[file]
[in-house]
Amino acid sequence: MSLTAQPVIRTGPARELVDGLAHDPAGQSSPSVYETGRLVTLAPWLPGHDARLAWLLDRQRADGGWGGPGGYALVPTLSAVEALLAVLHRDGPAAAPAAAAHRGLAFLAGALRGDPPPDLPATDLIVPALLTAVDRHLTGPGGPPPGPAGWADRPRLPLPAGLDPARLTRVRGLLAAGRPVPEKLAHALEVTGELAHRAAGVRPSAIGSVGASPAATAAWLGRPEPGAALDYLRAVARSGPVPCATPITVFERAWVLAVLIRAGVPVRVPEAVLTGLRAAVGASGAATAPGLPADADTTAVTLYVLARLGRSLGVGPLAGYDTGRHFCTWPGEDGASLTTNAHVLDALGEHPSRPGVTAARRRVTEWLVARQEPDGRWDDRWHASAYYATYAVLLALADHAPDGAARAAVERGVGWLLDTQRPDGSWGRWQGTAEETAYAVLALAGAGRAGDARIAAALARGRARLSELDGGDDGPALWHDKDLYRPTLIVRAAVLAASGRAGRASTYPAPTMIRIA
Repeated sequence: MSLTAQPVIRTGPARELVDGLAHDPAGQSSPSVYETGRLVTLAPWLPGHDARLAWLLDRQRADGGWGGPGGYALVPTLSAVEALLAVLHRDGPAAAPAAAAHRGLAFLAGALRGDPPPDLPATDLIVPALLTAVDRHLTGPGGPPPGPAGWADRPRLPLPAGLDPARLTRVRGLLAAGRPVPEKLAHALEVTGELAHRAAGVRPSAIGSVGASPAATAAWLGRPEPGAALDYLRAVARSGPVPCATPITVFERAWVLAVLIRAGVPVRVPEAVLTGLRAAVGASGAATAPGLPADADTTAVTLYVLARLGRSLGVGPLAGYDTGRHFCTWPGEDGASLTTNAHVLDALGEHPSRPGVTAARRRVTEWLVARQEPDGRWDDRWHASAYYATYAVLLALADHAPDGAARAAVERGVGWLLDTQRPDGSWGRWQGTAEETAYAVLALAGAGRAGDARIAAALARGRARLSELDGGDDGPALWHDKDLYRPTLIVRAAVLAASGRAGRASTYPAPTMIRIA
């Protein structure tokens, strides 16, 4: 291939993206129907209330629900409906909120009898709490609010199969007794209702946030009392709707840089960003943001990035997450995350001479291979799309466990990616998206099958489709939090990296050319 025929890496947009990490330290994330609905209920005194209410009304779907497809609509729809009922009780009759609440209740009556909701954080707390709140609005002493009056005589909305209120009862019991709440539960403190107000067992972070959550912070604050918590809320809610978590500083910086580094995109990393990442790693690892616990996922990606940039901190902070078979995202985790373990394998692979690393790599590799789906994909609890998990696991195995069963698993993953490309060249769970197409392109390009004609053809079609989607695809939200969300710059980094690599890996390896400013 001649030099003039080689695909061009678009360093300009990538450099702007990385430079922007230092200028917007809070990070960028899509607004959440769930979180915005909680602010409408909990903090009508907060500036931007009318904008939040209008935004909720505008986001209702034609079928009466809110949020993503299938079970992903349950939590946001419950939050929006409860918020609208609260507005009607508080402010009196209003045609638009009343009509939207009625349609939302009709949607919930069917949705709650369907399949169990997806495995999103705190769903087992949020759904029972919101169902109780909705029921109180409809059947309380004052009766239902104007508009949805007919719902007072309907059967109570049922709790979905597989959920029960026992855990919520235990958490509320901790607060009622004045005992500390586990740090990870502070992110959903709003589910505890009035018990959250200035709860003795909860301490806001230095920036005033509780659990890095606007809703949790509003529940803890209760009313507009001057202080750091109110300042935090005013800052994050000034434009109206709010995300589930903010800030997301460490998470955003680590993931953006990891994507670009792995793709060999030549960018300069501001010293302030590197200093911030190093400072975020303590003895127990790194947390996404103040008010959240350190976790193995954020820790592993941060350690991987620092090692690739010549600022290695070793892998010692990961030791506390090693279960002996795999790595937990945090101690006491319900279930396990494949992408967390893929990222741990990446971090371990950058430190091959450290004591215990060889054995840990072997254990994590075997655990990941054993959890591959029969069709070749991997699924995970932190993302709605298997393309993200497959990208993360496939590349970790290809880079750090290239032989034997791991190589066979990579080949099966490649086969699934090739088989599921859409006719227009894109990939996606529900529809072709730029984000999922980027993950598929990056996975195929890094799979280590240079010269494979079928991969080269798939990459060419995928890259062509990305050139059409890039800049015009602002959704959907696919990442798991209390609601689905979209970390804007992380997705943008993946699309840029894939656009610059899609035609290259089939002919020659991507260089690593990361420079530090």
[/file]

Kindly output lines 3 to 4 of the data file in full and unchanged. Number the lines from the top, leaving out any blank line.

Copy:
Repeated sequence: MSLTAQPVIRTGPARELVDGLAHDPAGQSSPSVYETGRLVTLAPWLPGHDARLAWLLDRQRADGGWGGPGGYALVPTLSAVEALLAVLHRDGPAAAPAAAAHRGLAFLAGALRGDPPPDLPATDLIVPALLTAVDRHLTGPGGPPPGPAGWADRPRLPLPAGLDPARLTRVRGLLAAGRPVPEKLAHALEVTGELAHRAAGVRPSAIGSVGASPAATAAWLGRPEPGAALDYLRAVARSGPVPCATPITVFERAWVLAVLIRAGVPVRVPEAVLTGLRAAVGASGAATAPGLPADADTTAVTLYVLARLGRSLGVGPLAGYDTGRHFCTWPGEDGASLTTNAHVLDALGEHPSRPGVTAARRRVTEWLVARQEPDGRWDDRWHASAYYATYAVLLALADHAPDGAARAAVERGVGWLLDTQRPDGSWGRWQGTAEETAYAVLALAGAGRAGDARIAAALARGRARLSELDGGDDGPALWHDKDLYRPTLIVRAAVLAASGRAGRASTYPAPTMIRIA
């Protein structure tokens, strides 16, 4: 291939993206129907209330629900409906909120009898709490609010199969007794209702946030009392709707840089960003943001990035997450995350001479291979799309466990990616998206099958489709939090990296050319 025929890496947009990490330290994330609905209920005194209410009304779907497809609509729809009922009780009759609440209740009556909701954080707390709140609005002493009056005589909305209120009862019991709440539960403190107000067992972070959550912070604050918590809320809610978590500083910086580094995109990393990442790693690892616990996922990606940039901190902070078979995202985790373990394998692979690393790599590799789906994909609890998990696991195995069963698993993953490309060249769970197409392109390009004609053809079609989607695809939200969300710059980094690599890996390896400013 001649030099003039080689695909061009678009360093300009990538450099702007990385430079922007230092200028917007809070990070960028899509607004959440769930979180915005909680602010409408909990903090009508907060500036931007009318904008939040209008935004909720505008986001209702034609079928009466809110949020993503299938079970992903349950939590946001419950939050929006409860918020609208609260507005009607508080402010009196209003045609638009009343009509939207009625349609939302009709949607919930069917949705709650369907399949169990997806495995999103705190769903087992949020759904029972919101169902109780909705029921109180409809059947309380004052009766239902104007508009949805007919719902007072309907059967109570049922709790979905597989959920029960026992855990919520235990958490509320901790607060009622004045005992500390586990740090990870502070992110959903709003589910505890009035018990959250200035709860003795909860301490806001230095920036005033509780659990890095606007809703949790509003529940803890209760009313507009001057202080750091109110300042935090005013800052994050000034434009109206709010995300589930903010800030997301460490998470955003680590993931953006990891994507670009792995793709060999030549960018300069501001010293302030590197200093911030190093400072975020303590003895127990790194947390996404103040008010959240350190976790193995954020820790592993941060350690991987620092090692690739010549600022290695070793892998010692990961030791506390090693279960002996795999790595937990945090101690006491319900279930396990494949992408967390893929990222741990990446971090371990950058430190091959450290004591215990060889054995840990072997254990994590075997655990990941054993959890591959029969069709070749991997699924995970932190993302709605298997393309993200497959990208993360496939590349970790290809880079750090290239032989034997791991190589066979990579080949099966490649086969699934090739088989599921859409006719227009894109990939996606529900529809072709730029984000999922980027993950598929990056996975195929890094799979280590240079010269494979079928991969080269798939990459060419995928890259062509990305050139059409890039800049015009602002959704959907696919990442798991209390609601689905979209970390804007992380997705943008993946699309840029894939656009610059899609035609290259089939002919020659991507260089690593990361420079530090």